January 4, 2008
In some respects, Danny Boyle is Britain’s answer to Steven Soderbergh – a filmmaker who moves effortlessly from independent to studio films and works in a variety of genres: gritty drug drama (Trainspotting), kids film (Millions) and edgy horror (28 Days Later). Like Soderbergh’s Solaris (2002), Boyle has tried his hand at science fiction with Sunshine (2007). It was critically lauded in England as a thinking person’s genre film but was met with mixed critical reaction in North America and lackluster box office.
Sometime in the far future, our Sun is dying. The Earth is in the grips of a solar winter and the only chance we have for survival is to reignite the star. A spacecraft called the Icarus II, with a crew of eight and carrying a nuclear bomb roughly the size of Manhattan, will hopefully kick-start the Sun and save humanity. On the way there, they pick up a distress beacon from Icarus I, an earlier expedition with the same mission but that had mysteriously disappeared en route. Do they alter their course and check out the ship in the hopes that they can use its bomb and thereby doubling their chances? The decision lies with the ship’s physicist, Dr. Robert Capa (Murphy) and it is one that will affect the entire crew in ways they can’t yet imagine. Through a series of intense situations brought on by unforeseen complications, there’s a real possibility that the Icarus II may not make it back alive and the characters have to realistically deal with this chilling realization.
Sunshine starts of as an intellectual science fiction film a la 2001: A Space Odyssey (1968) and then shifts focus to an engrossing mystery involving the Icarus I and shifts again to a slasher film reminiscent of Event Horizon (1997) for the last third. This last shift has drawn the most criticism from reviewers and does test the film’s credibility. Do the filmmakers really need to add even more danger for the protagonists to face? Isn’t the fact that they are heading straight towards the Sun with limited resources and crew challenging enough?
Sunshine does an excellent job showing the dynamic between the crew members and how it gradually breaks down when things go horribly wrong. Crew member turns on crew member and an oversight or miscalculation has catastrophic effects. The cast is uniformly excellent and refreshingly absent of big name movie stars. Instead, we get solid characters actors like Cillian Murphy (The Wind That Shakes the Barley), Rose Byrne (28 Weeks Later), Michelle Yeoh (Crouching Tiger, Hidden Dragon), and Cliff Curtis (Bringing out the Dead). Some of them are cast wonderfully against type and others, like Chris Evans, show previously unseen depth.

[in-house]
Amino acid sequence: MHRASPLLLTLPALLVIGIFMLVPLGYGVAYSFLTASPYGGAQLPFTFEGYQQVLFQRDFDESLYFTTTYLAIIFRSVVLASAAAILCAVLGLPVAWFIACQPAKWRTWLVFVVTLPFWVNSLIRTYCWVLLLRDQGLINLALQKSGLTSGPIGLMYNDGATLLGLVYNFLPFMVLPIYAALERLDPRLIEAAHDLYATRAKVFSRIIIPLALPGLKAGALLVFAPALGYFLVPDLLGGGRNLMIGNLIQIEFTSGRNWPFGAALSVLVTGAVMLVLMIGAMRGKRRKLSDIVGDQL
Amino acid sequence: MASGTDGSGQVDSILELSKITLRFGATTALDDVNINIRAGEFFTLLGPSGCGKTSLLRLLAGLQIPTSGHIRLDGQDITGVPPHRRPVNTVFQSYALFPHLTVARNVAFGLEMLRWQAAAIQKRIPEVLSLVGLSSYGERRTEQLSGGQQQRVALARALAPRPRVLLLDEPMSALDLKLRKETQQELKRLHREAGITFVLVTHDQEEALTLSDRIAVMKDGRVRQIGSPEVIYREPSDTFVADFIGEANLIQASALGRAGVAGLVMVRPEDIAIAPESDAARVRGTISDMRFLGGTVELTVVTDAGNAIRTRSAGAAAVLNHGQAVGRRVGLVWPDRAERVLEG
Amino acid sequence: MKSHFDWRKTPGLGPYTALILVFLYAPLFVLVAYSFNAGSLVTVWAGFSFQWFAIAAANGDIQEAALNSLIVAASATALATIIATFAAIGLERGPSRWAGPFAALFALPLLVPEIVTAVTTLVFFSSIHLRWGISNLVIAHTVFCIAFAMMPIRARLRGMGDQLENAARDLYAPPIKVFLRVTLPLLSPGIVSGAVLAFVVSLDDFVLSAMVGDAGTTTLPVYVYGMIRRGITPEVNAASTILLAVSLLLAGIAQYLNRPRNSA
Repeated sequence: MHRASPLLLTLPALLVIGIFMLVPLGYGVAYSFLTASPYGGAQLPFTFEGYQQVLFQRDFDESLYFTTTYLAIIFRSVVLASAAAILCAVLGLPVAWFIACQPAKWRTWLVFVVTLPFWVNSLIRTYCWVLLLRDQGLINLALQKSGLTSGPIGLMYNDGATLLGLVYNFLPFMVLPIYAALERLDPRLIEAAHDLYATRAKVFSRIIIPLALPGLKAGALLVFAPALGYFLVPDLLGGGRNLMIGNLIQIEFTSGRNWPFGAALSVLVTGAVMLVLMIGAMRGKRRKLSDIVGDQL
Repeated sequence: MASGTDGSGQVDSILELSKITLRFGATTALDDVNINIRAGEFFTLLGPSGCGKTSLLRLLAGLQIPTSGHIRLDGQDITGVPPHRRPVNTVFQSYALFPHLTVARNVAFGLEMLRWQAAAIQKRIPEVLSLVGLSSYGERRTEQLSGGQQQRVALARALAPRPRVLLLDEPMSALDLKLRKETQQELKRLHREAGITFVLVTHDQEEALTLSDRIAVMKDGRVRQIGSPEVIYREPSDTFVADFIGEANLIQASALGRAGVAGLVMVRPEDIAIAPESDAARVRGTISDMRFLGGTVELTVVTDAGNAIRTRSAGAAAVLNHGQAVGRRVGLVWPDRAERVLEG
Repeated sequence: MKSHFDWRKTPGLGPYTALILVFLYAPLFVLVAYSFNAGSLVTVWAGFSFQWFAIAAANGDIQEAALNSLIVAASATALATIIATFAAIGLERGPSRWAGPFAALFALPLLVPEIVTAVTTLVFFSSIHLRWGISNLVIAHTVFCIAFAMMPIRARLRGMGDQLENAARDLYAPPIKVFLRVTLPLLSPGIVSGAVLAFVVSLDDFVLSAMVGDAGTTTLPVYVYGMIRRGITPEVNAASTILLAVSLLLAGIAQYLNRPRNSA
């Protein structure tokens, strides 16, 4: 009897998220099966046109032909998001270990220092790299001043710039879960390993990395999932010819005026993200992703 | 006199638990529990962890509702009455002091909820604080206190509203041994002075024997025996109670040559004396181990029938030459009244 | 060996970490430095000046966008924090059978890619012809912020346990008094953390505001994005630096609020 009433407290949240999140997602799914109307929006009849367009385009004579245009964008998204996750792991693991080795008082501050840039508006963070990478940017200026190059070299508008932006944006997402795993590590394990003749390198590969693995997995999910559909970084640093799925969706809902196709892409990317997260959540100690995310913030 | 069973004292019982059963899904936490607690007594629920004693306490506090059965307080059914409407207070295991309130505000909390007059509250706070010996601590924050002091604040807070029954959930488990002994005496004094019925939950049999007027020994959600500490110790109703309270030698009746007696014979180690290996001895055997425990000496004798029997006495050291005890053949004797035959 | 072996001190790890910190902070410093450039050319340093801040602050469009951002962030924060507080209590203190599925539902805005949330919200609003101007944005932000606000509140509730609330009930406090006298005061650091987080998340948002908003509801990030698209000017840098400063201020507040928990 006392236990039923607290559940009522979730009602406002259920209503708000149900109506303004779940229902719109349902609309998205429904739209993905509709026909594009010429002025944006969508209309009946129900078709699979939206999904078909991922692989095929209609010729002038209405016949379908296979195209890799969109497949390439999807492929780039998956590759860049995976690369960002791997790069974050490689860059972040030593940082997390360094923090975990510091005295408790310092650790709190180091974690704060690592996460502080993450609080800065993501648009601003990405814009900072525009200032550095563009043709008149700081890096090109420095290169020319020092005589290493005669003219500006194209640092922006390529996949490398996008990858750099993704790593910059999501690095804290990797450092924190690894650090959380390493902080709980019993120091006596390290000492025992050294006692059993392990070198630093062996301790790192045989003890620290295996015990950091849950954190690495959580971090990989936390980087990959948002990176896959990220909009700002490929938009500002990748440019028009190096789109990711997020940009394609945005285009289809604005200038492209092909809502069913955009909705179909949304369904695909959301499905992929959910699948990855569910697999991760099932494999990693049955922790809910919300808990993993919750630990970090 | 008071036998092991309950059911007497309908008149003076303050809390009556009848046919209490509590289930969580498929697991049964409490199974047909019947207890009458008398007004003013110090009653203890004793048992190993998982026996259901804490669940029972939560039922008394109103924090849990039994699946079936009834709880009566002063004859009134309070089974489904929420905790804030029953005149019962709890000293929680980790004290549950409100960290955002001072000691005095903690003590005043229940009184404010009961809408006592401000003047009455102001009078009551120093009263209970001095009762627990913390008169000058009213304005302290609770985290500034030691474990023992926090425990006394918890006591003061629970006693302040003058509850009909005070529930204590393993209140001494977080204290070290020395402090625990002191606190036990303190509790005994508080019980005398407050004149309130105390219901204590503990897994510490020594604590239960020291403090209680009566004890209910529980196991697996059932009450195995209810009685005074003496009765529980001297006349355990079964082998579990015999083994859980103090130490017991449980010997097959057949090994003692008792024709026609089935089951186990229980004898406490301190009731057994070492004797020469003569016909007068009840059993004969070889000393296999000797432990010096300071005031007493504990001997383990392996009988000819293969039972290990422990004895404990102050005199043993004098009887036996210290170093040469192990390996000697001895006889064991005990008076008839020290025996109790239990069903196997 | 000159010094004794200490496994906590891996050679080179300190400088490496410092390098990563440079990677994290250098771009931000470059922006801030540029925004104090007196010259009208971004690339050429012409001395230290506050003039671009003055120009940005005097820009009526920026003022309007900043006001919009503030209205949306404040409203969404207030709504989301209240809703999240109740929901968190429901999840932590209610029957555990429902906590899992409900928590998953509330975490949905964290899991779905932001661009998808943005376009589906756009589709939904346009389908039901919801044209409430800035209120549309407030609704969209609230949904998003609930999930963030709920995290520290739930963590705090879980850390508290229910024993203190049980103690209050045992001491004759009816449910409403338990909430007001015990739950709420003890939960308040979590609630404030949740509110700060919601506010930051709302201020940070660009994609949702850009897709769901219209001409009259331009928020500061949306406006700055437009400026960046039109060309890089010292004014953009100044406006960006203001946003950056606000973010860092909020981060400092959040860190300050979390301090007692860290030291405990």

It is also nice to see the characters solving problems with reason and intellect that actually makes sense. That’s not to say that Sunshine is all brainy posturing. There is plenty of intense, visceral action that is emotionally draining much like Boyle did with 28 Days Later (2002). As he showed with that film and his debut, Shallow Grave (1994), he certainly knows how to ratchet up the tension.
This is also a visually impressive film as Boyle not only shows off the usual iconography of the genre – spacecraft, spacesuits, etc. – but doesn’t fall into some of the more tired clichés, like aerodynamically-designed spacecraft and evil computers. He also doesn’t telegraph who lives and who dies which gives the film an edgy unpredictability. At times, it feels like Sunshine wants to be the 2001 for the new Millennium but then the slasher film elements creep in and it resembles a more traditional thriller. It’s too bad because up to that point, Boyle’s film is a very smart, thought-provoking piece of speculative fiction.
There is an audio commentary by director Danny Boyle. He starts off by telling the genesis of the film. He also talks about how he got the actors to react convincingly to CGI effects that, of course, were not present on the set during filming. Boyle talks about the contrasting colour schemes of the inside and outside of the ship. He touches upon some of the research he did for the film and points out the parts that are based on fact. He speaks about the influence of Apocalypse Now (1979) on screenwriter Alex Garland, most notably, the presence of a Kurtz figure. Boyle speaks passionately about his film and packs this track with tons of information and observations.
Also included is an additional commentary by Dr. Brian Cox from the University of Manchester, who was a scientific consultant on the film. He talks about how he got involved and how the filmmakers wanted to get away from the typical scientist stereotype. He gave the cast lectures on scientific facts that their characters would know. Cox talks about the plausibility of the film’s premise and the psychology of people in long-term spaceflight on this very informative track.
There are 11 deleted scenes and an alternate ending with optional commentary by Boyle. There is lots of little business by crew members doing tasks around the ship. Boyle talks about what he likes about this footage and why it was ultimately cut.
Also included are 13 Web Production Diaries that are brief and cover all kinds of aspects of the film, from space suits to VFX. The cast and crew gush about working with Boyle in slightly tongue-in-cheek fashion, at first, and then speak genuinely admiringly about him. We see the cast experience zero gravity. Cillian Murphy talks about his character and some of the research he did for the role.
Finally, there is a theatrical trailer for the film.